President Donald Trump was hitting the campaign trail in must-win Florida on Friday after a spirited last debate against White House challenger Joe Biden, who was seeking to cement his lead with a speech on the Covid-19 crisis.
With 11 days to go and 50 million people having already cast early ballots, Biden has a firm lead in national polls, as well as in most of the battleground states that typically decide the winner in US presidential elections.
Trump, who won to the surprise of most in 2016 and frontrunner Hillary Clinton, is pulling out all the stops to try and repeat the upset.
He was headed to Florida for two rallies, starting in the famous retirement community The Villages where he will try to make up lost ground among the elderly — an important electoral group because they tend to be active voters.
Next stop was Pensacola and on Saturday the president will cast his own ballot in his legal home residency of West Palm Beach.
The rest of the weekend will see Trump, 74, maintaining that frenetic pace with rallies in North Carolina and Ohio on Saturday, then New Hampshire on Sunday.
Biden, as throughout the coronavirus-disrupted 2020 campaign, remains lower key. But even the 77-year-old Democrat is ramping up activity in the final stretch.
He had a speech about economic recovery from the pandemic planned in his home state of Delaware and on Saturday he will travel to Pennsylvania, which like Florida is in the top tier of battleground states deciding national elections.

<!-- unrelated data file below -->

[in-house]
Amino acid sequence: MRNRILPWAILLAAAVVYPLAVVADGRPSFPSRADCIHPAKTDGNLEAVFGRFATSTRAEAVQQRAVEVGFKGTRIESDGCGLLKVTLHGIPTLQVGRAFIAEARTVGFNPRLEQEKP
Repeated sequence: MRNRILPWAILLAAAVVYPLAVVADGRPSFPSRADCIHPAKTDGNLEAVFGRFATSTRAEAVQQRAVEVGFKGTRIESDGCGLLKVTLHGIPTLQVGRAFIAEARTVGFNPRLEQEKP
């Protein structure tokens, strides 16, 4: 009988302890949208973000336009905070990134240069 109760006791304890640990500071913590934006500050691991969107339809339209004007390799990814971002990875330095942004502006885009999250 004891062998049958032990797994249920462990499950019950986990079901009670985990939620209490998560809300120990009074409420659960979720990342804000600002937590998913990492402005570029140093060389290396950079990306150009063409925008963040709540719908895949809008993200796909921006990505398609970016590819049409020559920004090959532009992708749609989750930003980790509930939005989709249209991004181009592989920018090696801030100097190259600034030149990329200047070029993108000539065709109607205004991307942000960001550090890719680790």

Barack Obama, whom Biden served as vice president, will also lend his Democratic star power to the campaign on Saturday with a rally in Miami.
– Pivot too late? –
Trump’s campaign has been turned upside down by the coronavirus crisis, which Biden, but also a majority of voters, say he has failed to handle.
In addition to the national disaster of more than 220,000 coronavirus deaths and economic pain from lockdowns, Trump’s reelection bid has been hampered throughout by his own erratic and often bad tempered behavior.
At Thursday’s final televised debate in Nashville, the president pivoted to the more cheerful, even-keeled leader that aides have long been hoping Americans will see.
Perhaps most startling was the relative civility of the debate compared to the disastrous first showdown last month when Trump continuously shouted Biden down.
This time, Trump called his Democratic opponent “Joe” and even lauded the moderator Kristen Welker of NBC News, who had a mute button to keep order.
The campaign followed up with a new almost five minute ad on social media focusing on positive messages about Trump’s business experience, outsider status and patriotism.
But whether this shift from the usually bruising diet of insults, grievances and conspiracy theories, will be enough at this stage — or whether it will even last the weekend — is an open question.
Despite the sunnier image, Trump’s team had gone into Thursday’s debate hoping to damage Biden with a murky and dubiously sourced allegation that he profited from foreign business deals conducted by his son while he was serving in the White House.
The attack largely fizzled, however, when Biden not only parried the accusations but noted that serious questions were mounting around Trump himself, including his holding of a bank account in China and failing to publish his US tax returns.
by Sebastian Smith